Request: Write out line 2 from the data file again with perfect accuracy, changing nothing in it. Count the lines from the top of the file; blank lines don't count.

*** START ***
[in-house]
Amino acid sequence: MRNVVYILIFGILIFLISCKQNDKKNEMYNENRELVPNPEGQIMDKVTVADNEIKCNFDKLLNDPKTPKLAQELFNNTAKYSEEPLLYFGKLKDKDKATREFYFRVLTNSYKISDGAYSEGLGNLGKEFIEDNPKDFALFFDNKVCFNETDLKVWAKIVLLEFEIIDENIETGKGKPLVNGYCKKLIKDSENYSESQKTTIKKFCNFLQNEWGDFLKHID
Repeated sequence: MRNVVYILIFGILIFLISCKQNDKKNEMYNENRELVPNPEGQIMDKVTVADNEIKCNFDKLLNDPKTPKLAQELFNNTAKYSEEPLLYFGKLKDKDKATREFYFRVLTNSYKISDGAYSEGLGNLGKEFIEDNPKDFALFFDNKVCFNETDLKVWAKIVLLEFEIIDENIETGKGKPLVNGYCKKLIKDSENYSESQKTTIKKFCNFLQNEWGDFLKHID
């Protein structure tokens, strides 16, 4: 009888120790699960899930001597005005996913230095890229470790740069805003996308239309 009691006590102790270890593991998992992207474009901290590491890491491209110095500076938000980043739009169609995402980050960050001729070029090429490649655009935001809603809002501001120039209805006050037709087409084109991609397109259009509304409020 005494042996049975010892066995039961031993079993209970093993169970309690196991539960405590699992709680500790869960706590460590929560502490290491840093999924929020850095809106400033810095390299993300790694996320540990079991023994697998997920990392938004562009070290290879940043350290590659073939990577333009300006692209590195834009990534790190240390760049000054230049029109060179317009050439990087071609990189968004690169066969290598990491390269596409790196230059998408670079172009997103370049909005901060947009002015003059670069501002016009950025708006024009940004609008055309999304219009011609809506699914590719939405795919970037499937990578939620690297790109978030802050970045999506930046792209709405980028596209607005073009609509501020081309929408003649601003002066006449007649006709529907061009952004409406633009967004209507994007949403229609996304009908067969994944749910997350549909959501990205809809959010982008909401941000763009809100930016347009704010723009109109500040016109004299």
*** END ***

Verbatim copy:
Amino acid sequence: MRNVVYILIFGILIFLISCKQNDKKNEMYNENRELVPNPEGQIMDKVTVADNEIKCNFDKLLNDPKTPKLAQELFNNTAKYSEEPLLYFGKLKDKDKATREFYFRVLTNSYKISDGAYSEGLGNLGKEFIEDNPKDFALFFDNKVCFNETDLKVWAKIVLLEFEIIDENIETGKGKPLVNGYCKKLIKDSENYSESQKTTIKKFCNFLQNEWGDFLKHID